Steps to Prevention

Learn the Facts: The facts about child abuse can be staggering, but they can help us understand the risks children face. 

Listen to your child: Talking with your child and listening to what he or she has to say is the first step in preventing abuse.

Know those that have contact with your child: Most abusers are someone the child or family knows and trusts.

Minimize Opportunity: Avoid one adult/one child situations.  Drop-in on situations where your child may be alone with another adult (even close family members).

Recognize the Signs: Don't expect obvious signs when a child is being abused. Signs are often there, but you have to know what to look for. Read more here

Monitor your child’s Internet and cell phone use: Offenders often use the web and text messaging to lure them into physical contact.

Ask for help: Curb stressful situations by asking for help. Also, ask for help when children are left in your care.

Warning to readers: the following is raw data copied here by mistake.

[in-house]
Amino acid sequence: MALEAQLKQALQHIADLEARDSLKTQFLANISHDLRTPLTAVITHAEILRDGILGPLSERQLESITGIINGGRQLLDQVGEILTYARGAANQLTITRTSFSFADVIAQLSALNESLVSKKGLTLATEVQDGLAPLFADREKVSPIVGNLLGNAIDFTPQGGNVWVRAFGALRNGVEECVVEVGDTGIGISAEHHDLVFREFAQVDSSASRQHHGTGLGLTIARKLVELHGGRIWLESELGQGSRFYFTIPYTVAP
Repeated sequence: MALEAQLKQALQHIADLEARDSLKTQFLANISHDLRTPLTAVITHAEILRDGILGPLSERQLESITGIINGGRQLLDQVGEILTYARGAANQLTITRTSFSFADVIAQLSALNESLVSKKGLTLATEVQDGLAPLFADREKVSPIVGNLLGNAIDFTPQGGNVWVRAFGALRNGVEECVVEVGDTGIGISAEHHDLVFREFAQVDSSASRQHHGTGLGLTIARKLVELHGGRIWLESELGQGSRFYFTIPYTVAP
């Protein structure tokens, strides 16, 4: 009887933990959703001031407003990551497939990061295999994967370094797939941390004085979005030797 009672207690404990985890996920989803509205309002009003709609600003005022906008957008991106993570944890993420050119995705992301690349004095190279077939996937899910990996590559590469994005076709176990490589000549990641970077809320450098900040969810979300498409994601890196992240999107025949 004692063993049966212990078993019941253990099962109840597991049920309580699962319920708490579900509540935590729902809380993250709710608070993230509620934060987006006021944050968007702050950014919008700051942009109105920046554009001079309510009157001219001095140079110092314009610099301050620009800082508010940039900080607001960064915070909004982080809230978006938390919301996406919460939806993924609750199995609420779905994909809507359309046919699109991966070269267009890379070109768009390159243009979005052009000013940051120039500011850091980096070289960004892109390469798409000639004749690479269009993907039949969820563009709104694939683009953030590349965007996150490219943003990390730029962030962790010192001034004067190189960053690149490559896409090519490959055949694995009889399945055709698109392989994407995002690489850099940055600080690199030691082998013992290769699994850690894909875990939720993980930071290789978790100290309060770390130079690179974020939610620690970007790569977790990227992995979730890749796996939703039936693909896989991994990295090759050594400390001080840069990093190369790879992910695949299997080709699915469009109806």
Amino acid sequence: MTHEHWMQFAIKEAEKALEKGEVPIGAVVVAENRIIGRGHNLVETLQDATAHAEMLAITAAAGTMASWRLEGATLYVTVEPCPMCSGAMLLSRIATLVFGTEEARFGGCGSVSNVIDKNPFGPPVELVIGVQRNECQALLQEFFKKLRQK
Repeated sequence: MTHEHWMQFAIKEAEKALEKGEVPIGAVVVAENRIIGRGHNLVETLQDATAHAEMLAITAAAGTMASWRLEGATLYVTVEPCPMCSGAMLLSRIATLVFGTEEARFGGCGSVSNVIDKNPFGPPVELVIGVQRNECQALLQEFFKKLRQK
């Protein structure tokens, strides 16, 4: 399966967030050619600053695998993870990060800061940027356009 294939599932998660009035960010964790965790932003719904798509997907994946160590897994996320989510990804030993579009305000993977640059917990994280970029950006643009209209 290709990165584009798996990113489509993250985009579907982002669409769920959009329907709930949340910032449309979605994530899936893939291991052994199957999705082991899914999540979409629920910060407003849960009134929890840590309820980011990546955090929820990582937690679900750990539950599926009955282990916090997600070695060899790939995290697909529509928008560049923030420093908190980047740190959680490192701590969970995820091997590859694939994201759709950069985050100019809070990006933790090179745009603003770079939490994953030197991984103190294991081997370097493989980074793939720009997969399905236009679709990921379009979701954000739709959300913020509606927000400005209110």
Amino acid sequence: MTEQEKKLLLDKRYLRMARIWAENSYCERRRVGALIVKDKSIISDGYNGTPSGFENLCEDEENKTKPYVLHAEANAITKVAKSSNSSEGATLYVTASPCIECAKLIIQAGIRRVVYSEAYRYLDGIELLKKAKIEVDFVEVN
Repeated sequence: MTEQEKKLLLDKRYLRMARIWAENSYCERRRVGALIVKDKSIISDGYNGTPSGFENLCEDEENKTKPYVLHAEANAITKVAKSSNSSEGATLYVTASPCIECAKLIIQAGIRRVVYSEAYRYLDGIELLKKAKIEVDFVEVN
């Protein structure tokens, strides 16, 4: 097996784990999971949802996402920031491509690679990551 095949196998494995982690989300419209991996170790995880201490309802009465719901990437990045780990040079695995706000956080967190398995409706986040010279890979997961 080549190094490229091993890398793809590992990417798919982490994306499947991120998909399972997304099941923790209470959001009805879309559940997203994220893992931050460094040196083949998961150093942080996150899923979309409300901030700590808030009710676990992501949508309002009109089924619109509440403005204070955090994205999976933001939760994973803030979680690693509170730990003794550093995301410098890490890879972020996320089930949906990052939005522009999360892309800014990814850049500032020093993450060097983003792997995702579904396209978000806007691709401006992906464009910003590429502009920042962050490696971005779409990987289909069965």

React Responsibly: Be prepared to react responsibly if a child discloses abuse to you, or if you suspect or see that boundaries have been violated. 

Educate your child: Teach your child about their body and the difference between appropriate and inappropriate touches. They should also know that inappropriate touches could occur with strangers, a family member, adult friend or an older youth. Teach your child that it is okay to tell another safe adult.

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